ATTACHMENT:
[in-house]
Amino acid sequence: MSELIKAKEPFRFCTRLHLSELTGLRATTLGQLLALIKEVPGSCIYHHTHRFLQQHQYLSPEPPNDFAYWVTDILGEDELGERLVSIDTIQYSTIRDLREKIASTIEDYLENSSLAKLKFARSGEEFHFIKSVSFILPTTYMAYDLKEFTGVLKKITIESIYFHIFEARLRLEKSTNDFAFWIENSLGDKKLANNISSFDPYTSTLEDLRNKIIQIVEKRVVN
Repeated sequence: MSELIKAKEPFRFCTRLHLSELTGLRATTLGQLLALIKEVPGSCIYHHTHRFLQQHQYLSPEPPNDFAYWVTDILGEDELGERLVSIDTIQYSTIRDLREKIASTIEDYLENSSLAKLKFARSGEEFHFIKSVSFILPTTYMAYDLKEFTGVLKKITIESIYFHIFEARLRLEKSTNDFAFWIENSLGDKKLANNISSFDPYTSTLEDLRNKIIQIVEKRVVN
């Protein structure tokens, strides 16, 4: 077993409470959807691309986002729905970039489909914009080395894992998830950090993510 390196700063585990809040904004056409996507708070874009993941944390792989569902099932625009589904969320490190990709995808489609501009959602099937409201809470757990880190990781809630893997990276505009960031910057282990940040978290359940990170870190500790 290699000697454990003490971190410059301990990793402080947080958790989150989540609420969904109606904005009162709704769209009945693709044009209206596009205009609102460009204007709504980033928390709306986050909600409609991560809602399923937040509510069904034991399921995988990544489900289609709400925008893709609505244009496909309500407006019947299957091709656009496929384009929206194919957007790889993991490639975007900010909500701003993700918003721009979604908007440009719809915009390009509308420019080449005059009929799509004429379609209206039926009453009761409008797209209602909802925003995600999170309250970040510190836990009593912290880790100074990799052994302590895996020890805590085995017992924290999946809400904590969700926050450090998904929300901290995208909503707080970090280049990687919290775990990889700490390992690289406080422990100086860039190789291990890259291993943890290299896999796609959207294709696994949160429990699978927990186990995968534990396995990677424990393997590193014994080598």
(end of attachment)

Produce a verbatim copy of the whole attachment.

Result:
[in-house]
Amino acid sequence: MSELIKAKEPFRFCTRLHLSELTGLRATTLGQLLALIKEVPGSCIYHHTHRFLQQHQYLSPEPPNDFAYWVTDILGEDELGERLVSIDTIQYSTIRDLREKIASTIEDYLENSSLAKLKFARSGEEFHFIKSVSFILPTTYMAYDLKEFTGVLKKITIESIYFHIFEARLRLEKSTNDFAFWIENSLGDKKLANNISSFDPYTSTLEDLRNKIIQIVEKRVVN
Repeated sequence: MSELIKAKEPFRFCTRLHLSELTGLRATTLGQLLALIKEVPGSCIYHHTHRFLQQHQYLSPEPPNDFAYWVTDILGEDELGERLVSIDTIQYSTIRDLREKIASTIEDYLENSSLAKLKFARSGEEFHFIKSVSFILPTTYMAYDLKEFTGVLKKITIESIYFHIFEARLRLEKSTNDFAFWIENSLGDKKLANNISSFDPYTSTLEDLRNKIIQIVEKRVVN
């Protein structure tokens, strides 16, 4: 077993409470959807691309986002729905970039489909914009080395894992998830950090993510 390196700063585990809040904004056409996507708070874009993941944390792989569902099932625009589904969320490190990709995808489609501009959602099937409201809470757990880190990781809630893997990276505009960031910057282990940040978290359940990170870190500790 290699000697454990003490971190410059301990990793402080947080958790989150989540609420969904109606904005009162709704769209009945693709044009209206596009205009609102460009204007709504980033928390709306986050909600409609991560809602399923937040509510069904034991399921995988990544489900289609709400925008893709609505244009496909309500407006019947299957091709656009496929384009929206194919957007790889993991490639975007900010909500701003993700918003721009979604908007440009719809915009390009509308420019080449005059009929799509004429379609209206039926009453009761409008797209209602909802925003995600999170309250970040510190836990009593912290880790100074990799052994302590895996020890805590085995017992924290999946809400904590969700926050450090998904929300901290995208909503707080970090280049990687919290775990990889700490390992690289406080422990100086860039190789291990890259291993943890290299896999796609959207294709696994949160429990699978927990186990995968534990396995990677424990393997590193014994080598």